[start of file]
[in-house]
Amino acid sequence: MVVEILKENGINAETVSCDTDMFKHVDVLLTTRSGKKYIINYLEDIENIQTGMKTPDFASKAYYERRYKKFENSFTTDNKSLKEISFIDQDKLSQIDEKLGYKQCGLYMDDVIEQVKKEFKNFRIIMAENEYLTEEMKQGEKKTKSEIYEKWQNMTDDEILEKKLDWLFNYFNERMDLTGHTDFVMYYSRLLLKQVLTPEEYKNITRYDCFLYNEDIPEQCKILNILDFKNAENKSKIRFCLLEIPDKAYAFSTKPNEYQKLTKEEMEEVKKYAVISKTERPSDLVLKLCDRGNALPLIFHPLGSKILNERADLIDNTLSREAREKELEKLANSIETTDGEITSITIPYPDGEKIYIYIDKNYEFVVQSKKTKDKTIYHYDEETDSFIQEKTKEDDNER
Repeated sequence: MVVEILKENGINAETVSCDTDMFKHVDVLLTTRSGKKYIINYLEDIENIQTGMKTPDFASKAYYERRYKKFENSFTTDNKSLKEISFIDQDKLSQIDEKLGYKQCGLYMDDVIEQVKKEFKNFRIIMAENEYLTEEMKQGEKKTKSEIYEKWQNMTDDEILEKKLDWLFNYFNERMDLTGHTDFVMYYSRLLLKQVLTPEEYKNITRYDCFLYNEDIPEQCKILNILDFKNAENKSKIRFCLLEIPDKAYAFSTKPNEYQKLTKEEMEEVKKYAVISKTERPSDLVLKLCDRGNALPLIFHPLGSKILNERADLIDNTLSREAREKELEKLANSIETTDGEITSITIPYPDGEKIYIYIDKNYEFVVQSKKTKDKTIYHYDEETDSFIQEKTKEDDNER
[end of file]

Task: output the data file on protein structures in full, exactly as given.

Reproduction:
[in-house]
Amino acid sequence: MVVEILKENGINAETVSCDTDMFKHVDVLLTTRSGKKYIINYLEDIENIQTGMKTPDFASKAYYERRYKKFENSFTTDNKSLKEISFIDQDKLSQIDEKLGYKQCGLYMDDVIEQVKKEFKNFRIIMAENEYLTEEMKQGEKKTKSEIYEKWQNMTDDEILEKKLDWLFNYFNERMDLTGHTDFVMYYSRLLLKQVLTPEEYKNITRYDCFLYNEDIPEQCKILNILDFKNAENKSKIRFCLLEIPDKAYAFSTKPNEYQKLTKEEMEEVKKYAVISKTERPSDLVLKLCDRGNALPLIFHPLGSKILNERADLIDNTLSREAREKELEKLANSIETTDGEITSITIPYPDGEKIYIYIDKNYEFVVQSKKTKDKTIYHYDEETDSFIQEKTKEDDNER
Repeated sequence: MVVEILKENGINAETVSCDTDMFKHVDVLLTTRSGKKYIINYLEDIENIQTGMKTPDFASKAYYERRYKKFENSFTTDNKSLKEISFIDQDKLSQIDEKLGYKQCGLYMDDVIEQVKKEFKNFRIIMAENEYLTEEMKQGEKKTKSEIYEKWQNMTDDEILEKKLDWLFNYFNERMDLTGHTDFVMYYSRLLLKQVLTPEEYKNITRYDCFLYNEDIPEQCKILNILDFKNAENKSKIRFCLLEIPDKAYAFSTKPNEYQKLTKEEMEEVKKYAVISKTERPSDLVLKLCDRGNALPLIFHPLGSKILNERADLIDNTLSREAREKELEKLANSIETTDGEITSITIPYPDGEKIYIYIDKNYEFVVQSKKTKDKTIYHYDEETDSFIQEKTKEDDNER